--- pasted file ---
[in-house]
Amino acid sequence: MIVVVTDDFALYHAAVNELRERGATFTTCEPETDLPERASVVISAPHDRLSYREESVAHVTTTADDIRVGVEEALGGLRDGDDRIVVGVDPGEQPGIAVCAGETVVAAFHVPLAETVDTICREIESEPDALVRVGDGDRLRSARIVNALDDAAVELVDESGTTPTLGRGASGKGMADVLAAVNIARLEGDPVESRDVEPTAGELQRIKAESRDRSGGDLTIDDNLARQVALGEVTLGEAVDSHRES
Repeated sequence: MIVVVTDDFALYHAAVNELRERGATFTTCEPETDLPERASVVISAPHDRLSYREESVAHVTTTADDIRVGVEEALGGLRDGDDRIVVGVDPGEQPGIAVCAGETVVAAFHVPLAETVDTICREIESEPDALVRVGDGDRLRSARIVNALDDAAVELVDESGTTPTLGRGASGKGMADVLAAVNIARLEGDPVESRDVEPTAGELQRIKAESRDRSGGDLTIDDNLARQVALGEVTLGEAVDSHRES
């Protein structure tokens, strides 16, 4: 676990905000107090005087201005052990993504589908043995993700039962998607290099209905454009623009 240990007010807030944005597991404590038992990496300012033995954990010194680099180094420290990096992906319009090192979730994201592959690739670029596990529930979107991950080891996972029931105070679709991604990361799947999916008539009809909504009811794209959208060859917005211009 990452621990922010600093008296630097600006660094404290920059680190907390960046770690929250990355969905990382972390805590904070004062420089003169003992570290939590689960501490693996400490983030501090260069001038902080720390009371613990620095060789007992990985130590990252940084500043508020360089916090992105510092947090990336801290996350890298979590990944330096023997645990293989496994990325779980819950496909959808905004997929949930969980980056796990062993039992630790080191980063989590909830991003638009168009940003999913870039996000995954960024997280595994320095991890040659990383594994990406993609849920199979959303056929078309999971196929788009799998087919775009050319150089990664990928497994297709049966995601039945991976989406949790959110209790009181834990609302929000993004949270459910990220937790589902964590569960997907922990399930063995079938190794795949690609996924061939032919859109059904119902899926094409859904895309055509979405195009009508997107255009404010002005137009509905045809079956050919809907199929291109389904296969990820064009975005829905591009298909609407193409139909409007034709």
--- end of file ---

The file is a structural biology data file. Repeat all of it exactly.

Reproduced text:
[in-house]
Amino acid sequence: MIVVVTDDFALYHAAVNELRERGATFTTCEPETDLPERASVVISAPHDRLSYREESVAHVTTTADDIRVGVEEALGGLRDGDDRIVVGVDPGEQPGIAVCAGETVVAAFHVPLAETVDTICREIESEPDALVRVGDGDRLRSARIVNALDDAAVELVDESGTTPTLGRGASGKGMADVLAAVNIARLEGDPVESRDVEPTAGELQRIKAESRDRSGGDLTIDDNLARQVALGEVTLGEAVDSHRES
Repeated sequence: MIVVVTDDFALYHAAVNELRERGATFTTCEPETDLPERASVVISAPHDRLSYREESVAHVTTTADDIRVGVEEALGGLRDGDDRIVVGVDPGEQPGIAVCAGETVVAAFHVPLAETVDTICREIESEPDALVRVGDGDRLRSARIVNALDDAAVELVDESGTTPTLGRGASGKGMADVLAAVNIARLEGDPVESRDVEPTAGELQRIKAESRDRSGGDLTIDDNLARQVALGEVTLGEAVDSHRES
């Protein structure tokens, strides 16, 4: 676990905000107090005087201005052990993504589908043995993700039962998607290099209905454009623009 240990007010807030944005597991404590038992990496300012033995954990010194680099180094420290990096992906319009090192979730994201592959690739670029596990529930979107991950080891996972029931105070679709991604990361799947999916008539009809909504009811794209959208060859917005211009 990452621990922010600093008296630097600006660094404290920059680190907390960046770690929250990355969905990382972390805590904070004062420089003169003992570290939590689960501490693996400490983030501090260069001038902080720390009371613990620095060789007992990985130590990252940084500043508020360089916090992105510092947090990336801290996350890298979590990944330096023997645990293989496994990325779980819950496909959808905004997929949930969980980056796990062993039992630790080191980063989590909830991003638009168009940003999913870039996000995954960024997280595994320095991890040659990383594994990406993609849920199979959303056929078309999971196929788009799998087919775009050319150089990664990928497994297709049966995601039945991976989406949790959110209790009181834990609302929000993004949270459910990220937790589902964590569960997907922990399930063995079938190794795949690609996924061939032919859109059904119902899926094409859904895309055509979405195009009508997107255009404010002005137009509905045809079956050919809907199929291109389904296969990820064009975005829905591009298909609407193409139909409007034709």